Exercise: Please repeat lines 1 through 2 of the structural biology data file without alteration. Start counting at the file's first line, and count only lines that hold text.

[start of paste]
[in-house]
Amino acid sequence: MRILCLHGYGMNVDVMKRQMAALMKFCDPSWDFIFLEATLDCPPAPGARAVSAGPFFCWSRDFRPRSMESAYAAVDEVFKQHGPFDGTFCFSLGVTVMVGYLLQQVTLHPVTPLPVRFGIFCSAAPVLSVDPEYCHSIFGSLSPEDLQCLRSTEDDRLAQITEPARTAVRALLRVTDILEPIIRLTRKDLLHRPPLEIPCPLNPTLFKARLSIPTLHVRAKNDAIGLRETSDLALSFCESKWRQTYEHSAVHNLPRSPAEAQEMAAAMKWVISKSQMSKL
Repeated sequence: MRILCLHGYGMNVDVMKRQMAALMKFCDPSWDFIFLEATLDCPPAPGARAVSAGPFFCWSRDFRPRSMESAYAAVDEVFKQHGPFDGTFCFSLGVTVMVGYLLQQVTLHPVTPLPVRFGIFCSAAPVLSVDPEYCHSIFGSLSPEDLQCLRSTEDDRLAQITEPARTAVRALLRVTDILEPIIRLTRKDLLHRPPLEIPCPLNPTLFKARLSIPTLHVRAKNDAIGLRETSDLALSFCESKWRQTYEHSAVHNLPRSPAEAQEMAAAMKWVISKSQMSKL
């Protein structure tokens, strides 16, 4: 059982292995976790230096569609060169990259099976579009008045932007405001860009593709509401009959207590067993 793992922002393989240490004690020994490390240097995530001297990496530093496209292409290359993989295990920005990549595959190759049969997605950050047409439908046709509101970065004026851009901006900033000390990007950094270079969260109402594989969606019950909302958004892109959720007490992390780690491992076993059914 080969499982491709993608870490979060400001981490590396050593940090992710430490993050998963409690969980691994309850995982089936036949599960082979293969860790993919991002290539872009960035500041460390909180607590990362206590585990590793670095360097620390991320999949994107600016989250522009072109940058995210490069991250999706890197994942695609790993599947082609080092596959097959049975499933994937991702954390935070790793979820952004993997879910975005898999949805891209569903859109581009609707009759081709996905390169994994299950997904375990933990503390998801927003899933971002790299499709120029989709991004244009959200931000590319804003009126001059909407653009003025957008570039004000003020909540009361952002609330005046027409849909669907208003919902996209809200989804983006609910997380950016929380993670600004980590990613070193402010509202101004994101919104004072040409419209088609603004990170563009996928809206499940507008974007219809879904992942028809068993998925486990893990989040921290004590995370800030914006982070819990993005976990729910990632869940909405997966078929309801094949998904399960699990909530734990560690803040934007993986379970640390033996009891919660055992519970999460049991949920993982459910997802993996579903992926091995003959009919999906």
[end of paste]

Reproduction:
[in-house]
Amino acid sequence: MRILCLHGYGMNVDVMKRQMAALMKFCDPSWDFIFLEATLDCPPAPGARAVSAGPFFCWSRDFRPRSMESAYAAVDEVFKQHGPFDGTFCFSLGVTVMVGYLLQQVTLHPVTPLPVRFGIFCSAAPVLSVDPEYCHSIFGSLSPEDLQCLRSTEDDRLAQITEPARTAVRALLRVTDILEPIIRLTRKDLLHRPPLEIPCPLNPTLFKARLSIPTLHVRAKNDAIGLRETSDLALSFCESKWRQTYEHSAVHNLPRSPAEAQEMAAAMKWVISKSQMSKL